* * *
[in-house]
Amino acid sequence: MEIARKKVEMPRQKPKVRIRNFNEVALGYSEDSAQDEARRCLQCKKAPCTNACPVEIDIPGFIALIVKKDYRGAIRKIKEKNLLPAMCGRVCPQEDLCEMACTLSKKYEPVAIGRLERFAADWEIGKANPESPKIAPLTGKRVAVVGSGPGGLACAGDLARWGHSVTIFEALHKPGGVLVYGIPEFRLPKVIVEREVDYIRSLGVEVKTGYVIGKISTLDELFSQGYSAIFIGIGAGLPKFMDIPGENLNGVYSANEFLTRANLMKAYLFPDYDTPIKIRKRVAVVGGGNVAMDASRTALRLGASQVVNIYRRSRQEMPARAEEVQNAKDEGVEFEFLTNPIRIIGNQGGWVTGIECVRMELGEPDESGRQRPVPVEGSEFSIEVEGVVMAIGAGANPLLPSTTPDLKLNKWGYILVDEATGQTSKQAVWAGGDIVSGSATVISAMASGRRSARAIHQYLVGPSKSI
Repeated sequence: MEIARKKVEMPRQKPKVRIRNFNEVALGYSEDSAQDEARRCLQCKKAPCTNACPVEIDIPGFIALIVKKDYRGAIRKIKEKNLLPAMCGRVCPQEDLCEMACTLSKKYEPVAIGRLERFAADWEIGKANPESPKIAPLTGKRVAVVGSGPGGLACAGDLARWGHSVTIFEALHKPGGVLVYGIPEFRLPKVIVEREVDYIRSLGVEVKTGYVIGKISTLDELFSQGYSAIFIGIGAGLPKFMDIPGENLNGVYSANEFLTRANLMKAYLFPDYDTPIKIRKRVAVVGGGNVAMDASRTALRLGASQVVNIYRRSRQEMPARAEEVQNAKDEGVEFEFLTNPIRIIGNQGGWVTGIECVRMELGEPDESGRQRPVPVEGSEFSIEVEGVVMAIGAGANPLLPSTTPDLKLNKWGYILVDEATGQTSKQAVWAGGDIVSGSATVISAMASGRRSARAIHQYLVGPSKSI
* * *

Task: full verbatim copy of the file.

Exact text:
[in-house]
Amino acid sequence: MEIARKKVEMPRQKPKVRIRNFNEVALGYSEDSAQDEARRCLQCKKAPCTNACPVEIDIPGFIALIVKKDYRGAIRKIKEKNLLPAMCGRVCPQEDLCEMACTLSKKYEPVAIGRLERFAADWEIGKANPESPKIAPLTGKRVAVVGSGPGGLACAGDLARWGHSVTIFEALHKPGGVLVYGIPEFRLPKVIVEREVDYIRSLGVEVKTGYVIGKISTLDELFSQGYSAIFIGIGAGLPKFMDIPGENLNGVYSANEFLTRANLMKAYLFPDYDTPIKIRKRVAVVGGGNVAMDASRTALRLGASQVVNIYRRSRQEMPARAEEVQNAKDEGVEFEFLTNPIRIIGNQGGWVTGIECVRMELGEPDESGRQRPVPVEGSEFSIEVEGVVMAIGAGANPLLPSTTPDLKLNKWGYILVDEATGQTSKQAVWAGGDIVSGSATVISAMASGRRSARAIHQYLVGPSKSI
Repeated sequence: MEIARKKVEMPRQKPKVRIRNFNEVALGYSEDSAQDEARRCLQCKKAPCTNACPVEIDIPGFIALIVKKDYRGAIRKIKEKNLLPAMCGRVCPQEDLCEMACTLSKKYEPVAIGRLERFAADWEIGKANPESPKIAPLTGKRVAVVGSGPGGLACAGDLARWGHSVTIFEALHKPGGVLVYGIPEFRLPKVIVEREVDYIRSLGVEVKTGYVIGKISTLDELFSQGYSAIFIGIGAGLPKFMDIPGENLNGVYSANEFLTRANLMKAYLFPDYDTPIKIRKRVAVVGGGNVAMDASRTALRLGASQVVNIYRRSRQEMPARAEEVQNAKDEGVEFEFLTNPIRIIGNQGGWVTGIECVRMELGEPDESGRQRPVPVEGSEFSIEVEGVVMAIGAGANPLLPSTTPDLKLNKWGYILVDEATGQTSKQAVWAGGDIVSGSATVISAMASGRRSARAIHQYLVGPSKSI